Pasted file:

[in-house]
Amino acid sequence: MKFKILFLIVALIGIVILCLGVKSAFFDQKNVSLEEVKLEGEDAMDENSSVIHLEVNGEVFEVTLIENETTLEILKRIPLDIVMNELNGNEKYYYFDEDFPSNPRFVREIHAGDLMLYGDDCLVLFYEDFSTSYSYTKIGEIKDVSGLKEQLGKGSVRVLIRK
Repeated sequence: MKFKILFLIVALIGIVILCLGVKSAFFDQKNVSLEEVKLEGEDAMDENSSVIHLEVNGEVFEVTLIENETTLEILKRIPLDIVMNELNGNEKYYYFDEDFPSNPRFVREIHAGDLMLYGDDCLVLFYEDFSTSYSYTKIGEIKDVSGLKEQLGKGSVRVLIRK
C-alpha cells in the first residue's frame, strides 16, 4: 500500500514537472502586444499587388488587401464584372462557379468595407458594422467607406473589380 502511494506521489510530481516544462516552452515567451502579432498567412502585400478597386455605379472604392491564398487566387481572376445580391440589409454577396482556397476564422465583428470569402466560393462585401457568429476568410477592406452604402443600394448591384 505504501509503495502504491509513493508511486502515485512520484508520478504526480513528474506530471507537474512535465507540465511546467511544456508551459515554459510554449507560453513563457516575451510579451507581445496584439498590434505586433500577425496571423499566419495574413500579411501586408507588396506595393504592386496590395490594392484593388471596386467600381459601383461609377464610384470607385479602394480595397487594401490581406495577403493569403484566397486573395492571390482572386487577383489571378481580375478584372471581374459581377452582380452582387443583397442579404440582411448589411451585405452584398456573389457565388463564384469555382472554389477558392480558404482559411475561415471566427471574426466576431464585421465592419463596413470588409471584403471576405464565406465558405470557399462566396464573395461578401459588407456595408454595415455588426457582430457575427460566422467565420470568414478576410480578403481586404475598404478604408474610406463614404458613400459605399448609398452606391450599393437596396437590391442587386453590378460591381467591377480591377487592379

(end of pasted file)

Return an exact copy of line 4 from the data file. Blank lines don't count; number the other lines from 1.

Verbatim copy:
C-alpha cells in the first residue's frame, strides 16, 4: 500500500514537472502586444499587388488587401464584372462557379468595407458594422467607406473589380 502511494506521489510530481516544462516552452515567451502579432498567412502585400478597386455605379472604392491564398487566387481572376445580391440589409454577396482556397476564422465583428470569402466560393462585401457568429476568410477592406452604402443600394448591384 505504501509503495502504491509513493508511486502515485512520484508520478504526480513528474506530471507537474512535465507540465511546467511544456508551459515554459510554449507560453513563457516575451510579451507581445496584439498590434505586433500577425496571423499566419495574413500579411501586408507588396506595393504592386496590395490594392484593388471596386467600381459601383461609377464610384470607385479602394480595397487594401490581406495577403493569403484566397486573395492571390482572386487577383489571378481580375478584372471581374459581377452582380452582387443583397442579404440582411448589411451585405452584398456573389457565388463564384469555382472554389477558392480558404482559411475561415471566427471574426466576431464585421465592419463596413470588409471584403471576405464565406465558405470557399462566396464573395461578401459588407456595408454595415455588426457582430457575427460566422467565420470568414478576410480578403481586404475598404478604408474610406463614404458613400459605399448609398452606391450599393437596396437590391442587386453590378460591381467591377480591377487592379